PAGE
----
• 1/4 cup white balsamic
  • 1/4 cup maple syrup (if you don’t like sweet dressing, back off on the maple syrup)
  • 1 teaspoon dijon mustard
  • 1/2 teaspoon garlic powder
  • 1 teaspoon salt
  • 2/3 cup raw cashews

Blend all ingredients until smooth.

Evie and Kim sneaked out to The Juice Joint mid-afternoon when the sales team wouldn’t notice. Mitch was keeping them busy with a lecture about brevity. As was typical of those guys, their new sale pitches were all suffering from bulletitis: 64 slides with 20 bullets each.  Maybe Spanx’ idea of hiring Mitch to get them in line was actually a good plan after all.

“So, I’ve been patient all morning AND through lunch. Spill it,” Kim whispered across the corner table.

Evie was sipping her Gingerkale, trying to remember what she and Mitch had discussed—or did—last night before she opened that third bottle of Hahn Cabernet. While watching Mitch orchestrate the sales team in the morning sessions, she was starting to remember most of it. His cool calm, confident swagger, and strong jawline were bringing it all back. At least the essence of the evening.

“Mitch wants us to keep seeing each other but of course, no one at work can know. Because he’s in management, he signed a special clause in his contract about fraternization,” she smirked, rolling her eyes at the new word for her vocabulary. “That’s why he didn’t call after our first date. He had his interview the next day, found out it was at my company, and he wanted to see how it played out first.”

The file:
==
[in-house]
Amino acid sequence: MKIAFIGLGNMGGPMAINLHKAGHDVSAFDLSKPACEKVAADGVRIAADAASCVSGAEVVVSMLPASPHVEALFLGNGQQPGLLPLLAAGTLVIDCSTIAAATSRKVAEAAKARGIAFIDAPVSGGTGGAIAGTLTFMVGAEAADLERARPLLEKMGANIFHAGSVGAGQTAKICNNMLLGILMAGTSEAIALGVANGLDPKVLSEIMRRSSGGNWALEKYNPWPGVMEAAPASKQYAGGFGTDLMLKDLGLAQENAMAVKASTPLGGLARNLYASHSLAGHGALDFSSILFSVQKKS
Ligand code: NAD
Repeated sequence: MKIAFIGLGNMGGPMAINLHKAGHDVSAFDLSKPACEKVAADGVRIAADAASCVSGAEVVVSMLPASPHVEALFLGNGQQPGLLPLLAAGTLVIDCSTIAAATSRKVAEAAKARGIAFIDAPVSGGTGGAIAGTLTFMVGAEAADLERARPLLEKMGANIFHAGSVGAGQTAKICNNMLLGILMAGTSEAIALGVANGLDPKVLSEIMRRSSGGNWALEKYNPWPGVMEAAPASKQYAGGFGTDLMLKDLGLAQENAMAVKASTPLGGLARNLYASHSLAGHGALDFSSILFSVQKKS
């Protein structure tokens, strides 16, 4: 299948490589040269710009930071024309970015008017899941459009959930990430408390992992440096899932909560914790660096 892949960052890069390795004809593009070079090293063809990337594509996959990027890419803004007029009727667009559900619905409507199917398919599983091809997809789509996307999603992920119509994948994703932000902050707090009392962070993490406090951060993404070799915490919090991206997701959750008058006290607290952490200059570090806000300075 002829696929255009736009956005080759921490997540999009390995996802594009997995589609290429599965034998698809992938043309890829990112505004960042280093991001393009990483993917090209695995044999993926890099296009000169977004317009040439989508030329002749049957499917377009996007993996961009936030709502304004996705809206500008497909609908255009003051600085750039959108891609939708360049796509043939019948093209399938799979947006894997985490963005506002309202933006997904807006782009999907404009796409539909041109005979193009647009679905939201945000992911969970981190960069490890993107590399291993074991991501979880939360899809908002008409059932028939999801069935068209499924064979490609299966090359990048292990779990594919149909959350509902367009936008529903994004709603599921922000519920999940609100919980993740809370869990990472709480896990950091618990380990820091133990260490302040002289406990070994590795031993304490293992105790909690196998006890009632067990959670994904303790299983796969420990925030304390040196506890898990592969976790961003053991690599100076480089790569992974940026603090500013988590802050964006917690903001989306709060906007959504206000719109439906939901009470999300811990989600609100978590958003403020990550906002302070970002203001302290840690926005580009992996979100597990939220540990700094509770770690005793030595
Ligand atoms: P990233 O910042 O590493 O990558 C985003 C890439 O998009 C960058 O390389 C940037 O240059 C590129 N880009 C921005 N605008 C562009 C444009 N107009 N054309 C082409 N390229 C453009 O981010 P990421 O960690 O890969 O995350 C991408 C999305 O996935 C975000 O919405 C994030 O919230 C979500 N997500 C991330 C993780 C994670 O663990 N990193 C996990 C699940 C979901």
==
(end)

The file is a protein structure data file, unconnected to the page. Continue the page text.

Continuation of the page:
With eyes obediently open, Kim nodded her to continue.

“So…we talked for a while about how much ass he’d be kicking in sales—oh, Kim you wouldn’t believe what a mess that group is—anyway, he’s there to clean house,” Evie clamped her hands over her mouth, immediately knowing she’d said too much. That was something no one was to know yet.

She decided the best thing was to move on quickly to the smutty parts, “and then, I poured more wine…we must have had a good time because my bed was still made this morning, the restraints were still attached to the dining table, and my bra was missing.”

Unsure if the diversion worked, Evie glanced at Kim’s still shell-shocked expression. No. It didn’t.

“Cleaning house?” Kim repeated quietly to herself.

A little shot of kale juice in your gingerale provides quite the eerie glow. Perfect for a Halloween party.

Gingerkale

  • 1 can chilled spritzer
  • 2 ounces ginger syrup (get a recipe for ginger simple syrup in my kale martini post)
  • 1 ounce kale juice

Pour the spritzer first then stir in the ginger syrup. Last, add the kale juice.